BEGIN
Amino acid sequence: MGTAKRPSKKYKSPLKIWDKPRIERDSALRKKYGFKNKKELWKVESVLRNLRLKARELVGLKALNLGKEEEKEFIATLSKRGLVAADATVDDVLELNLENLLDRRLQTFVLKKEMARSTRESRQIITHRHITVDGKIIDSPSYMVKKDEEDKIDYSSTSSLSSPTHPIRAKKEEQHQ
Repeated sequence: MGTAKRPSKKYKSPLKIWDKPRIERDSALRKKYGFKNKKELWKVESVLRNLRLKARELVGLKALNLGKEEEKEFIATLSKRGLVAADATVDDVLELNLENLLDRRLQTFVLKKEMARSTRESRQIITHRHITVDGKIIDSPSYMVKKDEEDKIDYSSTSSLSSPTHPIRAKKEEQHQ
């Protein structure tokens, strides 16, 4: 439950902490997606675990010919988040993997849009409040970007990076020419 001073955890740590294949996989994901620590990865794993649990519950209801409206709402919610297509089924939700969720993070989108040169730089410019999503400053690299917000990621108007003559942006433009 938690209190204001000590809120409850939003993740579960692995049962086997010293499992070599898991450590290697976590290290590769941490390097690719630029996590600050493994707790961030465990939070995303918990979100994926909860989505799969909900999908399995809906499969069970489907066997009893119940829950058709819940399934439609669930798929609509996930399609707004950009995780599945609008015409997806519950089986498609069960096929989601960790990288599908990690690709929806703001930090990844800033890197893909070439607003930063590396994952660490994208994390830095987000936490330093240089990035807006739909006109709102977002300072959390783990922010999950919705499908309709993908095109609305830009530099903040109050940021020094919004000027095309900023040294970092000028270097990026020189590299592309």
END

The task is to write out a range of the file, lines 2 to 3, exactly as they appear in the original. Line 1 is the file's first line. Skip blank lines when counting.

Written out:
Repeated sequence: MGTAKRPSKKYKSPLKIWDKPRIERDSALRKKYGFKNKKELWKVESVLRNLRLKARELVGLKALNLGKEEEKEFIATLSKRGLVAADATVDDVLELNLENLLDRRLQTFVLKKEMARSTRESRQIITHRHITVDGKIIDSPSYMVKKDEEDKIDYSSTSSLSSPTHPIRAKKEEQHQ
């Protein structure tokens, strides 16, 4: 439950902490997606675990010919988040993997849009409040970007990076020419 001073955890740590294949996989994901620590990865794993649990519950209801409206709402919610297509089924939700969720993070989108040169730089410019999503400053690299917000990621108007003559942006433009 938690209190204001000590809120409850939003993740579960692995049962086997010293499992070599898991450590290697976590290290590769941490390097690719630029996590600050493994707790961030465990939070995303918990979100994926909860989505799969909900999908399995809906499969069970489907066997009893119940829950058709819940399934439609669930798929609509996930399609707004950009995780599945609008015409997806519950089986498609069960096929989601960790990288599908990690690709929806703001930090990844800033890197893909070439607003930063590396994952660490994208994390830095987000936490330093240089990035807006739909006109709102977002300072959390783990922010999950919705499908309709993908095109609305830009530099903040109050940021020094919004000027095309900023040294970092000028270097990026020189590299592309």